Famed for working trolley buses and trams they also have a narrow gauge railway. The diesel locomotives came from quarry or industrial workings and the passenger coaches were made at the museum.

We were very lucky that our holiday coincided with the first day of opening since lockdown (currently only open Sunday and Thursday afternoons). No need to book and pay in advance (unlike many other venues during the pandemic). Just turn up and hope they have not had to close the gate due to capacity being reached. I thought it would be crowded on the first day of opening but it was not and I don't think anyone was turned away. I was told the visitor numbers were typical for a Sunday when fine weather encourages people to visit nearby Lowestoft beach instead of the museum.

The museum occupies a small site with a large variety of vintage vehicles, mostly housed in reproductions of vintage garages. An adjacent field has been purchased to expand the museum to more than double its current size.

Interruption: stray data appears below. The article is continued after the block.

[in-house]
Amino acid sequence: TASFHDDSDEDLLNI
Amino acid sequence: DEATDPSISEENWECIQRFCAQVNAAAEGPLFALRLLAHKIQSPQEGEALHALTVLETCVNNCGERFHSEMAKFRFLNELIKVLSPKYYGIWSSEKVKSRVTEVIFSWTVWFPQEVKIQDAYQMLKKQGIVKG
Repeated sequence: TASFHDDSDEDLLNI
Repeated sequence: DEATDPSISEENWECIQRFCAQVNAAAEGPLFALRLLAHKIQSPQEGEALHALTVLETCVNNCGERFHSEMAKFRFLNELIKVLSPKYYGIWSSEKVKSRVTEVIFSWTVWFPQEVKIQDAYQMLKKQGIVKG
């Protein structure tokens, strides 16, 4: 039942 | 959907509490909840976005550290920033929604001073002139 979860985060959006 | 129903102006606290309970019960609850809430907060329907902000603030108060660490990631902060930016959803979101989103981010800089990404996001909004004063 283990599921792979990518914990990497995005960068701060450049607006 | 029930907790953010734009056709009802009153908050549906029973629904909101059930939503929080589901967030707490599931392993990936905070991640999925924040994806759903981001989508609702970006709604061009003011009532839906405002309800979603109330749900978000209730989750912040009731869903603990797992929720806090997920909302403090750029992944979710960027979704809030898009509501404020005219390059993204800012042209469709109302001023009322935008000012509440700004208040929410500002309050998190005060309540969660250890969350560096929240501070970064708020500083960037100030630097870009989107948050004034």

One vehicle that caught my attention was a Thornycroft J class lorry, many miles from its Basingstoke manufacturer base. These are very rare today, despite over 5000 being manufactured in the early years of the 20th Century. I understand the engine has been restored to working order and further bodywork restoration is in progress.

It caught my attention because I modelled the J class for our Thornycroft Sidings N gauge layout

A trolley bus built in the 1950s and a 1927 tram that once operated in Blackpool were offering rides during our visit. 

Another surprise for me was trolley bus number 696 (built in 1938) showing a Dartford destination, Dartford being my home town during my childhood years. I vaguely remember trolley buses in Dartford but buses I travelled on to go to school were of the modern kind.

This museum is well worth a visit and I would go again when in the area.